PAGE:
These "weathering" agents not only act upon stories of buildings, but upon rocks of all kinds, reducing them sooner or later into a more or less fine powder. The work has been going on for ages, and the finely comminuted particles of rocks form the main bulk of the soil which covers much of the earth's surface, the rest of the soil being composed chiefly of the remains of roots and other parts of plants.

If the whole of the soil in the British Islands were swept into the sea and the rocks beneath it laid bare the surface of the country would ultimately become covered again with soil produced from the rocks by the weathering processes just described. Moreover where there was no transport or solution of the soil thus produced it would necessarily show some simil- arity in composition to the rock on which it rested. The soils overlying red sandstone rocks Would be reddish and of a sandy nature, while those overlying chalk would be whitish and contain considerable amounts of lime. In many parts of the country soils exhibiting such relationships, and known as sedentary soils, are prevalent, the transition from the soil to the rock beneath being plainly visible in sections exposed to view in railway cuttings, quarries and other excavations. The upper layer or soil proper consists of material which has been subjected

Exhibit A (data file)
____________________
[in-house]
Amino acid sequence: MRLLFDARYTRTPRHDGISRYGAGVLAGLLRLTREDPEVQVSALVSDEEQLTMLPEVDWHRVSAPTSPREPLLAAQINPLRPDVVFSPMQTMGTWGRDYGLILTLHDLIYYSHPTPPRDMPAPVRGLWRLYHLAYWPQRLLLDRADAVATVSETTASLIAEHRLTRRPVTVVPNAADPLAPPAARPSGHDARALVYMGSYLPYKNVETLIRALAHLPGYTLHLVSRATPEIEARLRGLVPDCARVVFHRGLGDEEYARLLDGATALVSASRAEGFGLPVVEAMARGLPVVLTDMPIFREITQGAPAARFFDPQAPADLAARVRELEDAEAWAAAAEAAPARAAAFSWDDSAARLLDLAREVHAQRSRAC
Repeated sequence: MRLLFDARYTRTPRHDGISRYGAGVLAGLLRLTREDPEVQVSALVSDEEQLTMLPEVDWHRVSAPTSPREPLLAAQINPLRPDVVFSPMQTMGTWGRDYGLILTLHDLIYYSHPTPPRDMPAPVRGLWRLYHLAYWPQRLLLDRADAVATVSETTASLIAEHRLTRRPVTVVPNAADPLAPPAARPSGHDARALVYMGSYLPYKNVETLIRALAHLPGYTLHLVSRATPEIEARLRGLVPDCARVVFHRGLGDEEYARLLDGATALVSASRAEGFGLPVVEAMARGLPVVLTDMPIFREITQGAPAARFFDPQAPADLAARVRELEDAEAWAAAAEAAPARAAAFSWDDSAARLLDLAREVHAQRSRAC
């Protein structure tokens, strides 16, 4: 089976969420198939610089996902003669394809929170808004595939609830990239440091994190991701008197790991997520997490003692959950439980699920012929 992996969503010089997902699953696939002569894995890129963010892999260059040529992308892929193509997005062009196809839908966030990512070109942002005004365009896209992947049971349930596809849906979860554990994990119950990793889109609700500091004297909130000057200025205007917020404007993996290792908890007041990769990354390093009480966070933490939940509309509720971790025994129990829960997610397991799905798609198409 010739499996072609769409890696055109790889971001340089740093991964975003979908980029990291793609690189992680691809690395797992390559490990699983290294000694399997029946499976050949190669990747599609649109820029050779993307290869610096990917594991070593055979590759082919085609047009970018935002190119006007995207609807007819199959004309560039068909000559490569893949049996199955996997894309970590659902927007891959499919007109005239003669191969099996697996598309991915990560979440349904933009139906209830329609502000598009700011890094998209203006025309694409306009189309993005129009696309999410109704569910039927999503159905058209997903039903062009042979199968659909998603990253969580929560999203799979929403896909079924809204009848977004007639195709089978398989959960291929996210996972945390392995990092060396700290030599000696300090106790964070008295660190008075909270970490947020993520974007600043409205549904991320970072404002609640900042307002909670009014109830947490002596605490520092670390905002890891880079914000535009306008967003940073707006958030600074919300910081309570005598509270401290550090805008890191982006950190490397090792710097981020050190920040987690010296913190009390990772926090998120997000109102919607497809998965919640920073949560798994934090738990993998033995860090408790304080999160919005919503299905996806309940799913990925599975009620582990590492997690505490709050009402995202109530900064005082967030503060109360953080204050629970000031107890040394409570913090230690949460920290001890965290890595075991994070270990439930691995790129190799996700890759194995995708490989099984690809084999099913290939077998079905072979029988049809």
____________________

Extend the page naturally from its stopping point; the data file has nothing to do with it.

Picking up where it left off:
swine, sus. " To sully," to besmirch, to cover with " mire " (O. Eng. sol cf. Ger siihkn) is a quite distinct word. Lastly there is a form " soil," used by agriculturists, of the feeding and fattening of cattle with green food such as vetches. This is from O. Fr. saoler, saouler, mod. soAler, Lat. satullus, full-fed (satur, satiated, satis, enough).

to ages of weathering; the bulk of it is composed of finely comminuted particles of sand, clay and other minerals, among which are imbedded larger or smaller stones of more refractory nature. On descending into the substratum the finer material decreases and more stones are met with; farther down are seen larger fragments of unaltered rock closely packed, and this brash or rubble grades insensibly into the unbroken rock below.